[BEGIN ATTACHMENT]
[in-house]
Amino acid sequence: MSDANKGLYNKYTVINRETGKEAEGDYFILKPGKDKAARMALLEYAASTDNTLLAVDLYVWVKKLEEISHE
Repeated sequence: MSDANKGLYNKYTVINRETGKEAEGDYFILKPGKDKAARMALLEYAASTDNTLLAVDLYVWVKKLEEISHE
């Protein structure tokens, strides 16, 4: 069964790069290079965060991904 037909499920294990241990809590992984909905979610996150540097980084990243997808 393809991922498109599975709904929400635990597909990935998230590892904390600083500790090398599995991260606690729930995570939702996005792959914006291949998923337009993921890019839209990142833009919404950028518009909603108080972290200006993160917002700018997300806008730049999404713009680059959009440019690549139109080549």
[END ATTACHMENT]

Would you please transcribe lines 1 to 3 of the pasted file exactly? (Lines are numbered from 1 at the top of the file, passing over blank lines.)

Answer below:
[in-house]
Amino acid sequence: MSDANKGLYNKYTVINRETGKEAEGDYFILKPGKDKAARMALLEYAASTDNTLLAVDLYVWVKKLEEISHE
Repeated sequence: MSDANKGLYNKYTVINRETGKEAEGDYFILKPGKDKAARMALLEYAASTDNTLLAVDLYVWVKKLEEISHE